directing-sceneStill working here with our directing analogy and the moment by moment scenario, let’s look at characterisation.

In a script, a director will look for what a character says about himself, what others say about him and how he reacts to others. These things dictate who he is and how he will act.

In a story, the reader should be able to recognise who the character is by what he says and does and how others react to him. The difference in writing is the need to let the reader know what is happening during any interaction. Continue reading

Mozart

Wolfgang Amadeus Mozart (1756-1791) – the greatest composer of all time?

Of all classical composers, Mozart is almost certainly the most universally popular composer. His music appeals to young and old. It can be appreciated on a superficial ‘easy listening’ level, but those seeking emotional depth, technical brilliance and sheer musical grandeur will not be disappointed.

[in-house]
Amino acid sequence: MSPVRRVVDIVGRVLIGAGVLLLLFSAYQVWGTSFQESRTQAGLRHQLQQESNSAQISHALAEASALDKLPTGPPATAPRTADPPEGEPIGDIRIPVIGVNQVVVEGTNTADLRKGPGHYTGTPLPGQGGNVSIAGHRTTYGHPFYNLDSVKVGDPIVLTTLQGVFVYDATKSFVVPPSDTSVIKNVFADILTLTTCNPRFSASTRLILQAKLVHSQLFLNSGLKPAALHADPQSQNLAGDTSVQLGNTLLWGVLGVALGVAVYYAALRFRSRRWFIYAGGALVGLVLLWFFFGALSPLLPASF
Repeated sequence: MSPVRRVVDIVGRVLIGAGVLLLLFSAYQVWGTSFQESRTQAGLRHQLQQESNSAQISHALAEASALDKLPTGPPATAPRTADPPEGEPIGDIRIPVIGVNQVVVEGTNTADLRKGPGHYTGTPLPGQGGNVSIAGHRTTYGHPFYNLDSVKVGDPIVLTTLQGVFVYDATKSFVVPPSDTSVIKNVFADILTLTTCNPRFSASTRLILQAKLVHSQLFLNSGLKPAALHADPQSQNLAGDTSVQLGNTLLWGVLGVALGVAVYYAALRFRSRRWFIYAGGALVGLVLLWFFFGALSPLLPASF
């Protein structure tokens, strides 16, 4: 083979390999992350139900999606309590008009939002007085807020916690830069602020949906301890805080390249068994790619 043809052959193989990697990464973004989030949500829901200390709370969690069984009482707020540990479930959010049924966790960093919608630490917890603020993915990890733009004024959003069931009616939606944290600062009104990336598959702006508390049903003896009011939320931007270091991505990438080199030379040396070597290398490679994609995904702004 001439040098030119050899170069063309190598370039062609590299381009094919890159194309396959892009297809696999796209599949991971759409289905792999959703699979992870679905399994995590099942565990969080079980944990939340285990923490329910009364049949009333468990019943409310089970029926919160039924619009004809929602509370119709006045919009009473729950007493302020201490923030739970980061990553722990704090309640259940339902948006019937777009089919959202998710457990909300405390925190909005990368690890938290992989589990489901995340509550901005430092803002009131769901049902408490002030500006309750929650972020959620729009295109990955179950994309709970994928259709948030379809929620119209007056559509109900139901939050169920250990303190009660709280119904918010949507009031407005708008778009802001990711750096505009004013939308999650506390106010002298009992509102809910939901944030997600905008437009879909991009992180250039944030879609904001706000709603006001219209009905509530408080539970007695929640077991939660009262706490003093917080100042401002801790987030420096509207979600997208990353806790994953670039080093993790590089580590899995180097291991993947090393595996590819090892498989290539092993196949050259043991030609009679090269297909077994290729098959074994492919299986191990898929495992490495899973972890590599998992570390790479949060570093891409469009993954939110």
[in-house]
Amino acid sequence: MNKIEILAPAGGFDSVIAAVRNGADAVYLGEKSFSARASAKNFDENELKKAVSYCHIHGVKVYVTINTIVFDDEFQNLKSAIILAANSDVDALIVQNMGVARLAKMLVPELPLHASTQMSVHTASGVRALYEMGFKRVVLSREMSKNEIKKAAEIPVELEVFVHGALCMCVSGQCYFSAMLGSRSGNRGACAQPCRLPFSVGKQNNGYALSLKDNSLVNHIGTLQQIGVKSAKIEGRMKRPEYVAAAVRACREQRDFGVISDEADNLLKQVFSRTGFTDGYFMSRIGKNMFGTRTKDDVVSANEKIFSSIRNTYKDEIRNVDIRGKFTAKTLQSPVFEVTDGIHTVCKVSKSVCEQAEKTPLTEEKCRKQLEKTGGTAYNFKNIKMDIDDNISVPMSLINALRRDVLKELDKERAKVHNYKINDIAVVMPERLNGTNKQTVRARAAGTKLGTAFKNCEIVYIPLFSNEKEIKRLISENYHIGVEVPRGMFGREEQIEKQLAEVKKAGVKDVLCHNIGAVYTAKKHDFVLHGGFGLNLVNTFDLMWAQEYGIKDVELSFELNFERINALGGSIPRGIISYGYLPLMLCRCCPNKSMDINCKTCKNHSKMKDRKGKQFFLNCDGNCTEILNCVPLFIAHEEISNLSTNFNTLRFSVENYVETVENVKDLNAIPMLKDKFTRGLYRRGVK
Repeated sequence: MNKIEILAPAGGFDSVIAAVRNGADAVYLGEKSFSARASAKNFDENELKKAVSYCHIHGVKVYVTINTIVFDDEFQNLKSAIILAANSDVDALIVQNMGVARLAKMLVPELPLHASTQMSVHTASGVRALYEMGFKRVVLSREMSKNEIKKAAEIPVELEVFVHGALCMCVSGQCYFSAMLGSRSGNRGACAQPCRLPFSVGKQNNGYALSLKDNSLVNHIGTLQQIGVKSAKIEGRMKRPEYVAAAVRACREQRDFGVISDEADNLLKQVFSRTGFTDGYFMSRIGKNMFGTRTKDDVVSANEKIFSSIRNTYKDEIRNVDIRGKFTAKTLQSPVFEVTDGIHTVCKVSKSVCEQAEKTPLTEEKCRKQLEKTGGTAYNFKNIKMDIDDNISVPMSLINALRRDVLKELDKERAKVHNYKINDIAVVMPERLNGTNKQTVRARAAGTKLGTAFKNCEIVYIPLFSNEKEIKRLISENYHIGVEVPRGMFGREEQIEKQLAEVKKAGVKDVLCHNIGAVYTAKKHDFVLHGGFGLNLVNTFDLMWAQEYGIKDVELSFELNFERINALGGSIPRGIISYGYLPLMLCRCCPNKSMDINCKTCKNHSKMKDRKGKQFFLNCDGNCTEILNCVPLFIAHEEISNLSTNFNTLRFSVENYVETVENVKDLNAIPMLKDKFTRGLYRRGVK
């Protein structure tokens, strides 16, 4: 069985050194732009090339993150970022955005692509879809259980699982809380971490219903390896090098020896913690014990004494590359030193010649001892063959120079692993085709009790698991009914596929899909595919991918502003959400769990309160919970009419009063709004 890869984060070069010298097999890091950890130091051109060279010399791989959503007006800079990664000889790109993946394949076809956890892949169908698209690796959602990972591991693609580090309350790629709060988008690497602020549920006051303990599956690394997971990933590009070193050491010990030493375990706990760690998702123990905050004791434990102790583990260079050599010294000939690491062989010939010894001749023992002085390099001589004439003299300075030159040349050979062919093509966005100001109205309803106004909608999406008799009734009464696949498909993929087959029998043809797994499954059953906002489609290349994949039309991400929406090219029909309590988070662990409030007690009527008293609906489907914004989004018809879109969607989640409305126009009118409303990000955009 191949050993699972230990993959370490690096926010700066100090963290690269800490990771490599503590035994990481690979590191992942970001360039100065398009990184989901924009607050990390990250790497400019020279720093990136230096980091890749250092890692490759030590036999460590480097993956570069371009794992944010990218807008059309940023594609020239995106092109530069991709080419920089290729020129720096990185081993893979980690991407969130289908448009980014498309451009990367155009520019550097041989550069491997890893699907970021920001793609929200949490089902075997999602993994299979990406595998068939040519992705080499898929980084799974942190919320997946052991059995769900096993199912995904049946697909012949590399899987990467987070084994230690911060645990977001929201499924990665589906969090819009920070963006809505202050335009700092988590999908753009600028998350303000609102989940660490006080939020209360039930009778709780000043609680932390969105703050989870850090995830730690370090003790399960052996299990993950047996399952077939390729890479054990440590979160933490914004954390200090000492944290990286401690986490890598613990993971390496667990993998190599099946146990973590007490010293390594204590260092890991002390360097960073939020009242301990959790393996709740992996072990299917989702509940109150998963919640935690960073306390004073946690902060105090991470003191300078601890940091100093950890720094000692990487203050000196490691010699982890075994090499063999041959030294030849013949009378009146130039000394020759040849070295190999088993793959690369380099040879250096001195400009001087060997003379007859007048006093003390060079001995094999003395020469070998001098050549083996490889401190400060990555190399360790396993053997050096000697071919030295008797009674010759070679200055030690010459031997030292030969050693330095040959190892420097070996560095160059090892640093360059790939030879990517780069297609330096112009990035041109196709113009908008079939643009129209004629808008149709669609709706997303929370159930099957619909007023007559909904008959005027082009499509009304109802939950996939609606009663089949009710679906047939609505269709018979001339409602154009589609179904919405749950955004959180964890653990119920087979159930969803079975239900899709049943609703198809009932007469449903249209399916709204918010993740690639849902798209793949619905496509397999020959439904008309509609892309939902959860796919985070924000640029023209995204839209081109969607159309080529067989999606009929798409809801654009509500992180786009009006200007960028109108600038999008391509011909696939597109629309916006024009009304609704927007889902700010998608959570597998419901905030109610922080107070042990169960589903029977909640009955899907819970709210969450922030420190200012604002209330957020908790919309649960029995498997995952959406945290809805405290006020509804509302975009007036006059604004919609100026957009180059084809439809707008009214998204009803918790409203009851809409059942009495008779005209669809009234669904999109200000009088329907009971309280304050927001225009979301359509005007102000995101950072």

Mozart’s prodigious childhood is well known. Continue reading

Children Should Be Heard

child-attentionThere is an old saying that children should be seen and notheard, but I would like to update that into just this; children should be heard. When you talk to someone you expect him or her in some way to indicate that they have indeed heard you, it’s the civilised thing to do. You probably would be upset if they looked as if they had not paid any attention to what you said. Many marital arguments have probably started in exactly this way. Continue reading

Tuning In To Poetry

quill-penMany young people tend to shy away from poetry and that is a terrible shame because they miss out on so many wonderful experiences and a pleasure that lasts for a lifetime.